She skates off. When she comes back, she says, “Your car is smoking.”

“I know.”

“Well, turn it off. It’s stinking up the place.”

“It may not start if I do. The old Chevy’s about had it.”

“Look, I’ve got to go. I can’t stand around. And I meant it when I said it was over.”

“I know.”

Her lips are gloriously red, and her dark hair is hanging down from the hat they make her wear. Before she skates off, she looks at him. For just a second, he wants to cry because she has the look of someone he will never see again. He puts his dark glasses back on and lights a cigarette, idles out of the parking space, shifts, idles out onto the street, drives back and forth through town until dark. The streetlights come and go: white, white, white. And the engine is noisier than ever, knocking even at an idle.

He parks in front of his house, turns off the ignition, and pats the dashboard as if it were an old dog.

His mother is waiting inside the door. “You missed dinner,” she says.

“I know.”

“Where have you been?”

“Nowhere. Just driving around.”

“Well, you got your letter,” she says. “It says you’ve got to report.”

He looks at the letter, sees nothing, lays it down on the kitchen table, and turns his eyes to the ceiling, seeking nothing. Eventually, he lights a cigarette.

His mother puts her hand on his shoulder, kneads his tight muscles. She is wearing her pink robe and has a towel wrapped around her head, as if she has just washed her hair. “Give me one,” she says, reaching for the pack of cigarettes in his shirt pocket.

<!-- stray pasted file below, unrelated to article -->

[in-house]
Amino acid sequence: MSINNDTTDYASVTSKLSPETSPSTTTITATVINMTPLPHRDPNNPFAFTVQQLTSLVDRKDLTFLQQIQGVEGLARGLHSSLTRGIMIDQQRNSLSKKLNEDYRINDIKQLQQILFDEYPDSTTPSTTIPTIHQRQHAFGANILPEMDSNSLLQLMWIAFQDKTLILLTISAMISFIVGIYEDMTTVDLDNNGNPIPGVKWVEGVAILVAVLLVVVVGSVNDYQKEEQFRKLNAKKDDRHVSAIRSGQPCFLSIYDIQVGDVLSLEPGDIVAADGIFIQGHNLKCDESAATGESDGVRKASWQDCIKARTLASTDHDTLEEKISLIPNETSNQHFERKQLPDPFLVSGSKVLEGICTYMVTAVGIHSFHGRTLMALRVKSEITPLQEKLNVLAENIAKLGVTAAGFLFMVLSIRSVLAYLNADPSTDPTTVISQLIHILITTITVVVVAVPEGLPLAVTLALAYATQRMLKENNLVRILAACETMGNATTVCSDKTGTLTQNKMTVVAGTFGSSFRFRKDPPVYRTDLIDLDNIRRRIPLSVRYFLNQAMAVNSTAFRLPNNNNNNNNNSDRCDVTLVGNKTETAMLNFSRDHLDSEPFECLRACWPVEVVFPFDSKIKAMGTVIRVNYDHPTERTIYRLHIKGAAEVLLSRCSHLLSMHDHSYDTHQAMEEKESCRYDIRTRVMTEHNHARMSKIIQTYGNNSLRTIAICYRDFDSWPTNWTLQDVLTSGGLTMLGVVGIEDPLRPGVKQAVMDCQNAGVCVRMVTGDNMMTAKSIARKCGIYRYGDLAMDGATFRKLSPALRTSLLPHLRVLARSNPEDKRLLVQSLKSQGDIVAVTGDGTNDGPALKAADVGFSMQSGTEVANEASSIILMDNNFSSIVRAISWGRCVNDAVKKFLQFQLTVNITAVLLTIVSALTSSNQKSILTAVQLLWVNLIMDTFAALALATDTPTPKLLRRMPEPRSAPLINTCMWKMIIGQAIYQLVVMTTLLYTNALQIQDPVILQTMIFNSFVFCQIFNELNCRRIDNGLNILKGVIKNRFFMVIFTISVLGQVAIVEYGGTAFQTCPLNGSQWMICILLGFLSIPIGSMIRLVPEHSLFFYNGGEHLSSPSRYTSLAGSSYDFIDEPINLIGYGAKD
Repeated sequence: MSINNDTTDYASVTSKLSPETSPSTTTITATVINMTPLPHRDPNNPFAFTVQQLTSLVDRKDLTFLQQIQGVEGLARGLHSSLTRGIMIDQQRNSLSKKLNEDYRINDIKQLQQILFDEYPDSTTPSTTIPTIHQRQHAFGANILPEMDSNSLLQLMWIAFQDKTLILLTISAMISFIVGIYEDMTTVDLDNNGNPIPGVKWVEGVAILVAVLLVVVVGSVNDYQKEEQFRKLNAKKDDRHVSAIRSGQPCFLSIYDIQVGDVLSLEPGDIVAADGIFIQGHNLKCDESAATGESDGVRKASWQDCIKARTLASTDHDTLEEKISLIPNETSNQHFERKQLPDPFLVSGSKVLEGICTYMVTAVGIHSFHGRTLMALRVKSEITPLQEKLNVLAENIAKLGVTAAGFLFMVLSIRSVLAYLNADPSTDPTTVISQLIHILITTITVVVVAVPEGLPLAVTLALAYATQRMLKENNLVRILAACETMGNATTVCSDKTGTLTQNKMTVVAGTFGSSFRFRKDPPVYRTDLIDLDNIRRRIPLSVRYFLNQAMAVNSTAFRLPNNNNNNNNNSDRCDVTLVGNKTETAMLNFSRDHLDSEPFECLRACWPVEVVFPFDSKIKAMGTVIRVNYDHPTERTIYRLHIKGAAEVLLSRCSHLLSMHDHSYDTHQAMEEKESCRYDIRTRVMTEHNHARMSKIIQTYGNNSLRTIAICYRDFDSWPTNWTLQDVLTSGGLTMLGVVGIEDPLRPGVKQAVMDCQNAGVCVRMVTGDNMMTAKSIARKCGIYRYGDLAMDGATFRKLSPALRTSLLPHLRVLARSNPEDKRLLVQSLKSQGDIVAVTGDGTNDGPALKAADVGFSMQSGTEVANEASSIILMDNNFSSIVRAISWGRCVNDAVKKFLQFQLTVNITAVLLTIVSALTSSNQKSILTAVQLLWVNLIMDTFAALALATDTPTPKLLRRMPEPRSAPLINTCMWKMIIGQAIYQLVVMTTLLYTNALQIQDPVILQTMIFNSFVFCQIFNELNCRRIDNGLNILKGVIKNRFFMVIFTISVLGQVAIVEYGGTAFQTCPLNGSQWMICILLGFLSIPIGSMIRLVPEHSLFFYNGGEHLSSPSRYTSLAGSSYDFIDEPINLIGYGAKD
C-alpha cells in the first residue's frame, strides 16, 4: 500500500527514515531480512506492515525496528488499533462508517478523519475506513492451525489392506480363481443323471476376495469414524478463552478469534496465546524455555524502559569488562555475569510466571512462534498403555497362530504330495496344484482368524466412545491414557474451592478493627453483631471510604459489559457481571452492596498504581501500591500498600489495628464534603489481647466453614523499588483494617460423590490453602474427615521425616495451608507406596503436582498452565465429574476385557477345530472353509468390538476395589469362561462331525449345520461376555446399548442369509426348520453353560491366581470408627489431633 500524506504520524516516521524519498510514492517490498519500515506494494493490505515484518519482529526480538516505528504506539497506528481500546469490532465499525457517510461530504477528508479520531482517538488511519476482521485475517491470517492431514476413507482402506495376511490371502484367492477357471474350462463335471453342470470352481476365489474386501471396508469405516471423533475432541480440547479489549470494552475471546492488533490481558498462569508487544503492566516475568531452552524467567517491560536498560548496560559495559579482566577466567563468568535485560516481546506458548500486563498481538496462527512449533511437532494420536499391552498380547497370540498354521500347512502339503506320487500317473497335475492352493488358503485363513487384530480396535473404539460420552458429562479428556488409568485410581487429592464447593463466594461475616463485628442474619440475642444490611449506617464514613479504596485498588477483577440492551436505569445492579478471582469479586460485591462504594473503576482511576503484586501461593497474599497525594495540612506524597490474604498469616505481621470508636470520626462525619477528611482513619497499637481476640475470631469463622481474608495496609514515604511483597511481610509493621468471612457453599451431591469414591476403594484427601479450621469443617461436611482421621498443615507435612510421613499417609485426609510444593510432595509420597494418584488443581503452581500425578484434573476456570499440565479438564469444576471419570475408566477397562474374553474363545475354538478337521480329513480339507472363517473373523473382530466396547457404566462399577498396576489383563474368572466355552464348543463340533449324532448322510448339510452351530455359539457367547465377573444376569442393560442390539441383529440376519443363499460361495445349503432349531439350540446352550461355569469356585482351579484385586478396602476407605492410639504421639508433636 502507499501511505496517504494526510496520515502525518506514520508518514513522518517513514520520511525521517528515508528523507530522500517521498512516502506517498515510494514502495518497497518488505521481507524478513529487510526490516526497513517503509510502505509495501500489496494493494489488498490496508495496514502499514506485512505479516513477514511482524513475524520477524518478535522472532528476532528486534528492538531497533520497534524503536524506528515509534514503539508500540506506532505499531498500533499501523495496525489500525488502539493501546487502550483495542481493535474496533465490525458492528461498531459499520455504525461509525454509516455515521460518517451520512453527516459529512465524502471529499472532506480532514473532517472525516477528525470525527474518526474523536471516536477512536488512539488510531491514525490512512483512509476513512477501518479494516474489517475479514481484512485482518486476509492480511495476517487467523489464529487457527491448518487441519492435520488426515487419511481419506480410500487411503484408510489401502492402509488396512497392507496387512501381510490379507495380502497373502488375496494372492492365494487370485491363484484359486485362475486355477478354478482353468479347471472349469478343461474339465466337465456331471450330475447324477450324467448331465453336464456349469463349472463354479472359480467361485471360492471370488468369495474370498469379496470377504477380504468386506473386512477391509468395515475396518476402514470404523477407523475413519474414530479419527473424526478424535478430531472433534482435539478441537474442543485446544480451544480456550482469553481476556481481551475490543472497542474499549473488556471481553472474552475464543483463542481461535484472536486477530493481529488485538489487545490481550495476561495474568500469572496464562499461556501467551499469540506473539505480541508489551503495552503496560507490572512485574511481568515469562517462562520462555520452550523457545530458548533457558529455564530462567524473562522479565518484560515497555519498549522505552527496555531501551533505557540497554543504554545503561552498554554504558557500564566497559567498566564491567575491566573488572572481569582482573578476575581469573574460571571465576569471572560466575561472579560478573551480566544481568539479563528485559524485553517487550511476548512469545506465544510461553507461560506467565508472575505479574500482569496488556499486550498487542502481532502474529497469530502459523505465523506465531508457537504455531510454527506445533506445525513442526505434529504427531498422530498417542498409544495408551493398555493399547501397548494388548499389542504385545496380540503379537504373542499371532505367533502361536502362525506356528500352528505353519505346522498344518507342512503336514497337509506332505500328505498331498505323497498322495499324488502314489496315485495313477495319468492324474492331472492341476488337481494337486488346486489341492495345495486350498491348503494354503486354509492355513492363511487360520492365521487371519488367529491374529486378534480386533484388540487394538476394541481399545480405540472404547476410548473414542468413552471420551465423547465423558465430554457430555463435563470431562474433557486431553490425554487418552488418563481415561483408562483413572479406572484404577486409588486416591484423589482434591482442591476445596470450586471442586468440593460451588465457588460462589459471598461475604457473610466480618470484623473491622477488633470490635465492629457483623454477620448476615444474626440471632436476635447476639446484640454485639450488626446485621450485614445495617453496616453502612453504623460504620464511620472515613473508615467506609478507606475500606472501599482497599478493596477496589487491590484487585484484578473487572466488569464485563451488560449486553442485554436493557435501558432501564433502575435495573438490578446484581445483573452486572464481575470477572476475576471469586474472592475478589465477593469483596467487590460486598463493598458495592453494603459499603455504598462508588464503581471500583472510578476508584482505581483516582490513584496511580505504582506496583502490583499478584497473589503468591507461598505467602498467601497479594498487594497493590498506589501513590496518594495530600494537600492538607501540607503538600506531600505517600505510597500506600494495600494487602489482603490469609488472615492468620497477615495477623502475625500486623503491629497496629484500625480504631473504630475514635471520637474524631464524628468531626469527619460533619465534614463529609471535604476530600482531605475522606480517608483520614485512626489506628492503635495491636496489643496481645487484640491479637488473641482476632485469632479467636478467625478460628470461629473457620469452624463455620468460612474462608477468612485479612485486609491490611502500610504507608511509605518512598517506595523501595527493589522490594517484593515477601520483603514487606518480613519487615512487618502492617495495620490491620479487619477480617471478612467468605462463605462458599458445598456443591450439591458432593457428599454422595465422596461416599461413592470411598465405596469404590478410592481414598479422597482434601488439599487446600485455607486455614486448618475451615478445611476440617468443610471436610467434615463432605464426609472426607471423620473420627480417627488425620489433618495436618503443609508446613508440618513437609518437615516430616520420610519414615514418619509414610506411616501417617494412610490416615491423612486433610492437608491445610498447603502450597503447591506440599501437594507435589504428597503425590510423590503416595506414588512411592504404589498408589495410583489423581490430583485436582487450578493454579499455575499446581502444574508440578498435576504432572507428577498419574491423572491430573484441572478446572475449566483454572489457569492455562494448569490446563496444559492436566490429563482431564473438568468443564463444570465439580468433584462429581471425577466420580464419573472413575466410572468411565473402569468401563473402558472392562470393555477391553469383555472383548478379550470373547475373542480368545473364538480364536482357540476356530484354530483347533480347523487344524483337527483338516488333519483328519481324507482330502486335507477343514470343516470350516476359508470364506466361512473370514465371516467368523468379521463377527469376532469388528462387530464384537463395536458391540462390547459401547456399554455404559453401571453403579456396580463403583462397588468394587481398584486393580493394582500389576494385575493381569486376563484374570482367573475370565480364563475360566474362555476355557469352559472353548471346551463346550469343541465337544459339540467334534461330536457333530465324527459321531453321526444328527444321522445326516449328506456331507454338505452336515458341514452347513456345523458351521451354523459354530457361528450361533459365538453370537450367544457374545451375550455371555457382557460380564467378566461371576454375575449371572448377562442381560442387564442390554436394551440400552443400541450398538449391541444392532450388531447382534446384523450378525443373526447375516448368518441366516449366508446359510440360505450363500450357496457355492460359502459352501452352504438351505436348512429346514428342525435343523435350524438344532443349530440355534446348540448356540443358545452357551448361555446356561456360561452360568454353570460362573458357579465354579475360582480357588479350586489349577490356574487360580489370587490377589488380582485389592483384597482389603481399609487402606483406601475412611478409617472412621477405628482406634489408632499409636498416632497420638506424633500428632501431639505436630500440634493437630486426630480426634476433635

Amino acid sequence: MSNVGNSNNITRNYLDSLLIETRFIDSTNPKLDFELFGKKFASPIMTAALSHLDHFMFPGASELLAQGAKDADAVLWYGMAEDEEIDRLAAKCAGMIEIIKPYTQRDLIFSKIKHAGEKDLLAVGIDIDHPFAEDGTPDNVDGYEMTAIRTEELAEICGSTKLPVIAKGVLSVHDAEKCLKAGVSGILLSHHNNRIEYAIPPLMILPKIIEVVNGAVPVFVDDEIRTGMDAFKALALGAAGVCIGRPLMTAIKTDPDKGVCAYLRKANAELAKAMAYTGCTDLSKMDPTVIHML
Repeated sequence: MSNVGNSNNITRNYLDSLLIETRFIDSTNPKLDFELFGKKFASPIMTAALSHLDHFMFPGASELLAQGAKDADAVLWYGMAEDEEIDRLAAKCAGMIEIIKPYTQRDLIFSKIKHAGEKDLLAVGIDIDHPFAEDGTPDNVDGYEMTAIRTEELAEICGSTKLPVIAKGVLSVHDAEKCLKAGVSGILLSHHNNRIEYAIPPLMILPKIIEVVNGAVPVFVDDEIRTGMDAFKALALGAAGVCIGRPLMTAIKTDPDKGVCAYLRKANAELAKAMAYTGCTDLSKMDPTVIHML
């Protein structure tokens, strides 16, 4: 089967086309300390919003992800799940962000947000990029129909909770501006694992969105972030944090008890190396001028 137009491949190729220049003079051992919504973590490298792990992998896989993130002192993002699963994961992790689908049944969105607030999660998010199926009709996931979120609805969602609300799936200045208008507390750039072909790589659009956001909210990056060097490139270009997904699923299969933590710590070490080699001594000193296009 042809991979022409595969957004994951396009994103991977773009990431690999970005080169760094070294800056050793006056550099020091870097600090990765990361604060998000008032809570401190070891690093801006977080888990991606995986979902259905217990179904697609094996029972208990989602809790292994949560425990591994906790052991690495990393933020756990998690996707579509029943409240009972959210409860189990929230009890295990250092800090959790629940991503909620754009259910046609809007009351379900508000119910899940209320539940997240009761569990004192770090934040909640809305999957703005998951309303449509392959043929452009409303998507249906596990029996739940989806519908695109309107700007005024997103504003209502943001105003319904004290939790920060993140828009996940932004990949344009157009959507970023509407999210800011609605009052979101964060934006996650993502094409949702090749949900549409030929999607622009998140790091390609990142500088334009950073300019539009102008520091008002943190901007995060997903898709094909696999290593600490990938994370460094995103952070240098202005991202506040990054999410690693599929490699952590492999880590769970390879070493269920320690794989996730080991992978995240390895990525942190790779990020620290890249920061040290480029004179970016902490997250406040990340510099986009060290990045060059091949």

“Since when do you smoke?”

“Since I found out my boy is going to the Army.”


They sit watching baseball in the dark, with nothing to light the room but the television. They are smoking cigarette after cigarette, tapping ashes into a tin tray between them. The sound is turned down so they can talk, but they say nothing, just watch batter after batter come to the plate—swing silently at pitch after pitch—until Kansas City is down by one at the bottom of the ninth. The boy and his mother lean toward the mute television, holding their breath as thin streams of white smoke curl from the cigarettes they hold between their fingers. Pitch after pitch, swing after swing, until it is the last pitch—a high fastball—and the batter swings a mighty swing, hits it silently with one swift, round movement that sends it flying on a high, climbing arc toward the outfield. It rises, rises, rises—forever and gloriously outward.

His mother, her eyes fixed on the television, raises her free hand as if asking for silence, as if to say wait, but he is stunned, frozen in place as he  watches the ball rise above the lights on its smooth and inevitable arc into the darkness; he is still and silent—and terribly, terribly happy—for that small fraction of his life before it begins to fall, before time resumes.

Philip Tate lives with his family in upstate New York, where he teaches English at Tompkins Cortland Community College.